Abstract: Youths with attention-deficit/hyperactivity disorder symptomatology often exhibit residual inattention and/or hyperactivity in adulthood; however, this is not true for all individuals. We recently reported that dimensional, multi-informant ratings of hyperactive/inattentive symptoms are associated with ventromedial prefrontal cortex (vmPFC) structure. Herein, we investigate the degree to which vmPFC structure during adolescence predicts hyperactive/inattentive symptomatology at 5-year follow-up. Structural equation modeling was used to test the extent to which adolescent vmPFC volume predicts hyperactive/inattentive symptomatology 5 years later in early adulthood. 1104 participants (M = 14.52 years, standard deviation = 0.42; 583 females) possessed hyperactive/inattentive symptom data at 5-year follow-up, as well as quality controlled neuroimaging data and complete psychometric data at baseline. Self-reports of hyperactive/inattentive symptomatology were obtained during adolescence and at 5-year follow-up using the Strengths and Difficulties Questionnaire (SDQ). At baseline and 5-year follow-up, a hyperactive/inattentive latent variable was derived from items on the SDQ. Baseline vmPFC volume predicted adult hyperactive/inattentive symptomatology (standardized coefficient = −0.274, P < 0.001) while controlling for baseline hyperactive/inattentive symptomatology. These results are the first to reveal relations between adolescent brain structure and adult hyperactive/inattentive symptomatology, and suggest that early structural development of the vmPFC may be consequential for the subsequent expression of hyperactive/inattentive symptoms.
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Bongard's work focuses on understanding the general nature of cognition, regardless of whether it is found in humans, animals or robots. This unique approach focuses on the role that morphology and evolution plays in cognition. Addressing these questions has taken him into the fields of biology, psychology, engineering and computer science.
Danforth is an applied mathematician interested in modeling a variety of physical, biological, and social phenomenon. He has applied principles of chaos theory to improve weather forecasts as a member of the Mathematics and Climate Research Network, and developed a real-time remote sensor of global happiness using messages from Twitter: the Hedonometer. Danforth co-runs the Computational Story Lab with Peter Dodds, and helps run UVM's reading group on complexity.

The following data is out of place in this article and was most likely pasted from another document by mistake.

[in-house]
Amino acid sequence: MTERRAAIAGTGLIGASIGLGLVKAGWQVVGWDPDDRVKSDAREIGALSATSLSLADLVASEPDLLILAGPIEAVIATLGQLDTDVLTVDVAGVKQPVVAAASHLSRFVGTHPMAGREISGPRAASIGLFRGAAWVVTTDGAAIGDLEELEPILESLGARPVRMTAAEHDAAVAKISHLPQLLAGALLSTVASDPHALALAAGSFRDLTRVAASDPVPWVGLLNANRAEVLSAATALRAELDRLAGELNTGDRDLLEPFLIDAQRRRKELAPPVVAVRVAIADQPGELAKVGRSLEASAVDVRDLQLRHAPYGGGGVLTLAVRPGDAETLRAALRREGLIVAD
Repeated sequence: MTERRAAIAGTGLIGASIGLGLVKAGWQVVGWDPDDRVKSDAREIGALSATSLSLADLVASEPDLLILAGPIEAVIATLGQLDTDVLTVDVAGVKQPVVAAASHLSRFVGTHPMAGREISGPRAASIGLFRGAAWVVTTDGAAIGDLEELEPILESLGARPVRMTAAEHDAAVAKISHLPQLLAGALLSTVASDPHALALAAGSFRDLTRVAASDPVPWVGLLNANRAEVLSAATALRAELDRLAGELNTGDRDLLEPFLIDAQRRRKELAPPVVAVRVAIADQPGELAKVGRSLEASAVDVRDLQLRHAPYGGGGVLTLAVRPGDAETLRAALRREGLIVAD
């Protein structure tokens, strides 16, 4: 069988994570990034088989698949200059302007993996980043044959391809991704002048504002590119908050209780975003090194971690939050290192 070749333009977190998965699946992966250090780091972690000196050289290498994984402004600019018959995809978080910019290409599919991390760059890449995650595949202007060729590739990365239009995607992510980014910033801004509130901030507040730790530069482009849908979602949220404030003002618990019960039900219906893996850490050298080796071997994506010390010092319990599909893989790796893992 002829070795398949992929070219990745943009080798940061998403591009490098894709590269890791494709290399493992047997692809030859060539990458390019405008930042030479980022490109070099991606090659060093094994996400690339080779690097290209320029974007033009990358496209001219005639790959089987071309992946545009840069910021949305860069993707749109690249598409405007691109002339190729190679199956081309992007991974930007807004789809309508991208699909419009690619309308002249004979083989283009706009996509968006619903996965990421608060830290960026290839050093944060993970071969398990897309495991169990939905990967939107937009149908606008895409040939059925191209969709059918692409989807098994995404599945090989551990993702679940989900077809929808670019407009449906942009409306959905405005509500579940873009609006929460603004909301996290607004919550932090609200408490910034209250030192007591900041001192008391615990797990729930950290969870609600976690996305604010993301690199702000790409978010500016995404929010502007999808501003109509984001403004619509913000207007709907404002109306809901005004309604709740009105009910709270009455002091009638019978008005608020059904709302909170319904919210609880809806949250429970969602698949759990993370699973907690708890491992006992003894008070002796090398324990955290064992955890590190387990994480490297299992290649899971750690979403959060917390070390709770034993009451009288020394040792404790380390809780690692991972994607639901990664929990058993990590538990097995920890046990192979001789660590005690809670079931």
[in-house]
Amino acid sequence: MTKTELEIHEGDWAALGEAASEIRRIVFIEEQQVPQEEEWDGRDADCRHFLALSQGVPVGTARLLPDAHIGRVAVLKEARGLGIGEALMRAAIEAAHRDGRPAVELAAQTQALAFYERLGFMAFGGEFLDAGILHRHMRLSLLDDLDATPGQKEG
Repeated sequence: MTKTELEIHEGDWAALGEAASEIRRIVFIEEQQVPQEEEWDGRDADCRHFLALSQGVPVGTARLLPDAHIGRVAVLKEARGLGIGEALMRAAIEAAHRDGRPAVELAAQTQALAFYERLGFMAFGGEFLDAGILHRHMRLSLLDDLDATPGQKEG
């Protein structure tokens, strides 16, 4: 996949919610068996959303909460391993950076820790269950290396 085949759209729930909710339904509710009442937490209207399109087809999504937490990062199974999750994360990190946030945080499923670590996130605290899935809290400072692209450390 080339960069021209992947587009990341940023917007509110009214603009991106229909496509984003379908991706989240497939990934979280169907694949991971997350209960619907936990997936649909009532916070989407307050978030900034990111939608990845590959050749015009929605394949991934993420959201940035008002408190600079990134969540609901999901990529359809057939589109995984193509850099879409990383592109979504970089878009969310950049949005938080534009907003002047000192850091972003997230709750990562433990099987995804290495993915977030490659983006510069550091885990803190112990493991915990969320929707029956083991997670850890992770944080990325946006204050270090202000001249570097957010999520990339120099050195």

Laurent studies the interaction of structure and dynamics. His research involves network theory, statistical physics and nonlinear dynamics along with their applications in epidemiology, ecology, biology, and sociology. Recent projects include comparing complex networks of different nature, the coevolution of human behavior and infectious diseases, understanding the role of forest shape in determining stability of tropical forests, as well as the impact of echo chambers in political discussions.
Hines' work broadly focuses on finding ways to make electric energy more reliable, more affordable, with less environmental impact. Particular topics of interest include understanding the mechanisms by which small problems in the power grid become large blackouts, identifying and mitigating the stresses caused by large amounts of electric vehicle charging, and quantifying the impact of high penetrations of wind/solar on electricity systems.
Bagrow's interests include: Complex Networks (community detection, social modeling and human dynamics, statistical phenomena, graph similarity and isomorphism), Statistical Physics (non-equilibrium methods, phase transitions, percolation, interacting particle systems, spin glasses), and Optimization(glassy techniques such as simulated/quantum annealing, (non-gradient) minimization of noisy objective functions).